In a new weekly series, the Belmont Vision will explore perspectives from students, faculty and staff of various religious affiliations, genders, sexual orientations, ethnicities, races, abilities and areas of interest as we work to build a comprehensive view of our campus at large.
The fourth principle of Belmont’s Vision 2020 plan states,“Diversity will be enhanced across the university community.” But where does the university fall in the pursuit of that diverse campus today?
While nine racial and ethnic categories are represented on Belmont’s campus, the vast majority of the undergraduate population– approximately 79.66 percent– is registered as caucasian, according to the official enrollment report for fall 2015.
Hispanic/Latino and black/African American students rank next with 4.91 percent and 4.7 percent respectively, according to the report. These numbers have increased by 2.1 percent over the past three years.
Belmont hosts 98 international students as well, hailing from countries as close as Canada and as far away as Bangladesh. Many of those students come to Belmont for the music business, audio engineering technology, business administration, international business and entertainment industry studies majors, said Director of Institutional Research Mary Lucus.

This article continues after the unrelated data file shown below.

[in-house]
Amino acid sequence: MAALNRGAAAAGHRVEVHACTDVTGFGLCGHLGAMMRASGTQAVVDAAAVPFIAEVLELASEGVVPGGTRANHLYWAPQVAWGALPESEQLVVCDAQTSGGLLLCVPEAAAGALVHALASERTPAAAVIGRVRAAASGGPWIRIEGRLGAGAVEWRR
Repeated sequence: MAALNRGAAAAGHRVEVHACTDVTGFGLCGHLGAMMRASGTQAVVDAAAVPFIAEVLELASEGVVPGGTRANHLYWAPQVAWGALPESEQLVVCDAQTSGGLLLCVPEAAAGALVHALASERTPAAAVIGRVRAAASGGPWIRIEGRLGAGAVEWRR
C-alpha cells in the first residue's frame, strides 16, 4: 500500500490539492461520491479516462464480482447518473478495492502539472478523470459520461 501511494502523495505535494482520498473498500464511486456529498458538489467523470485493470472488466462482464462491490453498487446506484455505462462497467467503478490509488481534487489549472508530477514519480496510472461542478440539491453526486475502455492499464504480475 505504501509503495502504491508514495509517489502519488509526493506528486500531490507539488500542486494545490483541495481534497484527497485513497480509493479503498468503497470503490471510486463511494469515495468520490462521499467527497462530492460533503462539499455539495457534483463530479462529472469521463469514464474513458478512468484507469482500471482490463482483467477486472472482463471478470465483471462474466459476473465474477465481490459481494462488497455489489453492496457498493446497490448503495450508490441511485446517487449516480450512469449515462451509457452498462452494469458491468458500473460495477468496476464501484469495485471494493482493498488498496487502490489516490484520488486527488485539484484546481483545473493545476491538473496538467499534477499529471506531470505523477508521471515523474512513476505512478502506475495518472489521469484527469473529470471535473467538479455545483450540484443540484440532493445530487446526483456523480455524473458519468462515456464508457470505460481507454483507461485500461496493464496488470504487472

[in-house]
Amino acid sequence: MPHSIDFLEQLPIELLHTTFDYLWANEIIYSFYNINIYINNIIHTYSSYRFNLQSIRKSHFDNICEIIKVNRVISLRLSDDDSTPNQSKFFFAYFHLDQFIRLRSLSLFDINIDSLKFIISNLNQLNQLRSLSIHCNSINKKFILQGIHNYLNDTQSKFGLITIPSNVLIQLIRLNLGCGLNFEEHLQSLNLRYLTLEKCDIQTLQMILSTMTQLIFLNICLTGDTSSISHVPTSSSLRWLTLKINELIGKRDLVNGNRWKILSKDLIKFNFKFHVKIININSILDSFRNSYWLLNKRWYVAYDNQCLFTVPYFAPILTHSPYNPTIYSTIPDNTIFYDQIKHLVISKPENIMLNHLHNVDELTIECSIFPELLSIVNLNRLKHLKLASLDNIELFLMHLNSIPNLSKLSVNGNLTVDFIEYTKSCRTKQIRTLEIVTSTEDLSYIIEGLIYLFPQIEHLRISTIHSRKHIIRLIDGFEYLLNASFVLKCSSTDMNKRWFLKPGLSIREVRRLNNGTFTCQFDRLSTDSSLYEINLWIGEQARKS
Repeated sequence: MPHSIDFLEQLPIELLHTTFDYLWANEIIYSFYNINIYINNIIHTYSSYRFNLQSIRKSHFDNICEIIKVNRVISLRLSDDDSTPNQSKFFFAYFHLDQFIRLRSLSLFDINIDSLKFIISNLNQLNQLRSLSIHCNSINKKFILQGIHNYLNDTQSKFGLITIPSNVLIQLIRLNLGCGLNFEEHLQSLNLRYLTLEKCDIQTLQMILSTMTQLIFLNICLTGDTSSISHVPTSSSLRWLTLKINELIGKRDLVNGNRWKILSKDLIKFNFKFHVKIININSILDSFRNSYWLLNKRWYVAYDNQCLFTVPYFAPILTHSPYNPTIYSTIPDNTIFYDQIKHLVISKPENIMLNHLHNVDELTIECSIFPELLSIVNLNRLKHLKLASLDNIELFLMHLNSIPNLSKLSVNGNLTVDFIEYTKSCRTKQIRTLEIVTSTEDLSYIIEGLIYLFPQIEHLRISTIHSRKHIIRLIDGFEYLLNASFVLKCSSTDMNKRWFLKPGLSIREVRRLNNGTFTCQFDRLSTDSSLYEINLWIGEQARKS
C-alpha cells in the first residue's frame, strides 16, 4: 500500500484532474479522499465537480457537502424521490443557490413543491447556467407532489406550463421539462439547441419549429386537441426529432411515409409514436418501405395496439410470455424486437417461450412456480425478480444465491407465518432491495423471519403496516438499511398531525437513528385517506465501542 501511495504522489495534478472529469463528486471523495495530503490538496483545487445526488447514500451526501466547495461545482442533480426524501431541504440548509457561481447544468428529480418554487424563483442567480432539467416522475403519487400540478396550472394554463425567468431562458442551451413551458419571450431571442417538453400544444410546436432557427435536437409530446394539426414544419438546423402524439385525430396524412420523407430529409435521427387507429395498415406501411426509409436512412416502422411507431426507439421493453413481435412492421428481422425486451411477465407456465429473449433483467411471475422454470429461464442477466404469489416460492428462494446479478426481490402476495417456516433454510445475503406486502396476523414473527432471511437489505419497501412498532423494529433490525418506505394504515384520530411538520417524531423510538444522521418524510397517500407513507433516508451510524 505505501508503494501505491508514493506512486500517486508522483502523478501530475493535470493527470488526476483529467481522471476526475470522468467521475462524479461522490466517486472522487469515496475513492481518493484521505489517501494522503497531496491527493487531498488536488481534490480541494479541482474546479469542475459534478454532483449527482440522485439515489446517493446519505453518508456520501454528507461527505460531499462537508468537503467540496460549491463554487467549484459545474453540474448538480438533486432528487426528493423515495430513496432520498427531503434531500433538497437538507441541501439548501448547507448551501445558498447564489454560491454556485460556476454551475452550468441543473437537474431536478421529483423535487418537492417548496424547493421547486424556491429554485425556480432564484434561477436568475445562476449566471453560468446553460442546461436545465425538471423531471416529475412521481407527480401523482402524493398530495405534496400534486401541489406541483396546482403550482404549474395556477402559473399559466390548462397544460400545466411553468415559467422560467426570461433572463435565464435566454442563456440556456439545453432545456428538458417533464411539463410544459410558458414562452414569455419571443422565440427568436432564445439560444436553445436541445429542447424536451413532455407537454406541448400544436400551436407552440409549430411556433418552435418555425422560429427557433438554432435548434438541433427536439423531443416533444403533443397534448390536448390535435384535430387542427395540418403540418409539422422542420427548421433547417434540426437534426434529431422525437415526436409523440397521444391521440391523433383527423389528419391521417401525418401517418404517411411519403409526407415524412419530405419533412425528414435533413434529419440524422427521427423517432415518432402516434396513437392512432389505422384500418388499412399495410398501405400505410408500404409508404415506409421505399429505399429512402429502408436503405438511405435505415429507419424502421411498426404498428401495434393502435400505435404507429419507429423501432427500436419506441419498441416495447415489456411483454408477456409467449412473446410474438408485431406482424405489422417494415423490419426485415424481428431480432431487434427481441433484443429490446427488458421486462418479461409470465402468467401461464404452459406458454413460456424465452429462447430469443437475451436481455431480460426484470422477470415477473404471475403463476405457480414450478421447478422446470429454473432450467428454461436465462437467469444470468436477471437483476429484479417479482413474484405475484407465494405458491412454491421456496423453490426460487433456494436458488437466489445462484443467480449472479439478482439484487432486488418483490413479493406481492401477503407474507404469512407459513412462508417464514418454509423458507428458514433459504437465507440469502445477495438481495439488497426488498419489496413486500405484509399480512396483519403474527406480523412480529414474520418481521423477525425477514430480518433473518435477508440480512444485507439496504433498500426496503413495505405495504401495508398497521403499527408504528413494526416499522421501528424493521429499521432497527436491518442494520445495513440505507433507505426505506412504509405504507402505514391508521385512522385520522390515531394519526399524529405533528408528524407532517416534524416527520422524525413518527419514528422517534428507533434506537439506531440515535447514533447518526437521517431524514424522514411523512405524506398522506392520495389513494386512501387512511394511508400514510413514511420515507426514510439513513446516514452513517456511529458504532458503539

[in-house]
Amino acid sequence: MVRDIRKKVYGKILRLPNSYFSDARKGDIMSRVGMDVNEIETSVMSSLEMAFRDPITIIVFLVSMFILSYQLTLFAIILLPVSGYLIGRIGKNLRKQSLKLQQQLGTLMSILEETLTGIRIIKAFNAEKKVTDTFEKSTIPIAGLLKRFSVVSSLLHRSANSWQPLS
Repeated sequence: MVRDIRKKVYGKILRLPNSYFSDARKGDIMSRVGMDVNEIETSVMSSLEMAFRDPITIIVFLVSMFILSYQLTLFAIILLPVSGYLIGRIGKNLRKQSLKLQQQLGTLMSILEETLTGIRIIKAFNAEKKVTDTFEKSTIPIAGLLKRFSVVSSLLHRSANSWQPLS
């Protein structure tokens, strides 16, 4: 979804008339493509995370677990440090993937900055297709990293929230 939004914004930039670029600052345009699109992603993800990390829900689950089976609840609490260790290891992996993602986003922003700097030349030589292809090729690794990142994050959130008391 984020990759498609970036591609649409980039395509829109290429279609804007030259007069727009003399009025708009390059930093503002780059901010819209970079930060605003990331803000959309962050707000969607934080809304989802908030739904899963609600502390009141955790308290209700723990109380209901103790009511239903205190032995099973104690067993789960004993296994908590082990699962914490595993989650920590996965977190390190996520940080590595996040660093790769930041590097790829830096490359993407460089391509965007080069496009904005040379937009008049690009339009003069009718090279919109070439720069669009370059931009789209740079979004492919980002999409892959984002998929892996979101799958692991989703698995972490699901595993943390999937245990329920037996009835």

These statistics come in the wake of the campus-wide diversity initiative included in the administration’s Vision 2020 statement and the goals put forth by the Welcome Home Team, a committee of students, faculty and staff started in 2013 to create a welcoming and diverse atmosphere on campus.
These programs aim to recruit and retain students from various backgrounds through networking, high school programs such as Bridges to Belmont and scholarship development.
“I think that Belmont’s Vision 2020 summarizes Belmont’s goals well with the guiding principle: Diversity will be enhanced across the campus. This is central to the ongoing work of WHT and all on campus as we work together to enhance diversity. I am honored to serve a university with a very serious commitment to enhancing diversity,” Associate Provost and Dean of Enrollment Services David Mee said.
While the university’s diversity initiatives and statistics generally focus on race, the Belmont Vision’s series will include perspectives based on other characteristics as well, including sexual orientation, interests and religious affiliations.
The series will feature staff-written articles and first-person perspectives to paint a unique picture of life on campus today. Check back here every Thursday for more articles on campus diversity as the Vision continues this series through the semester.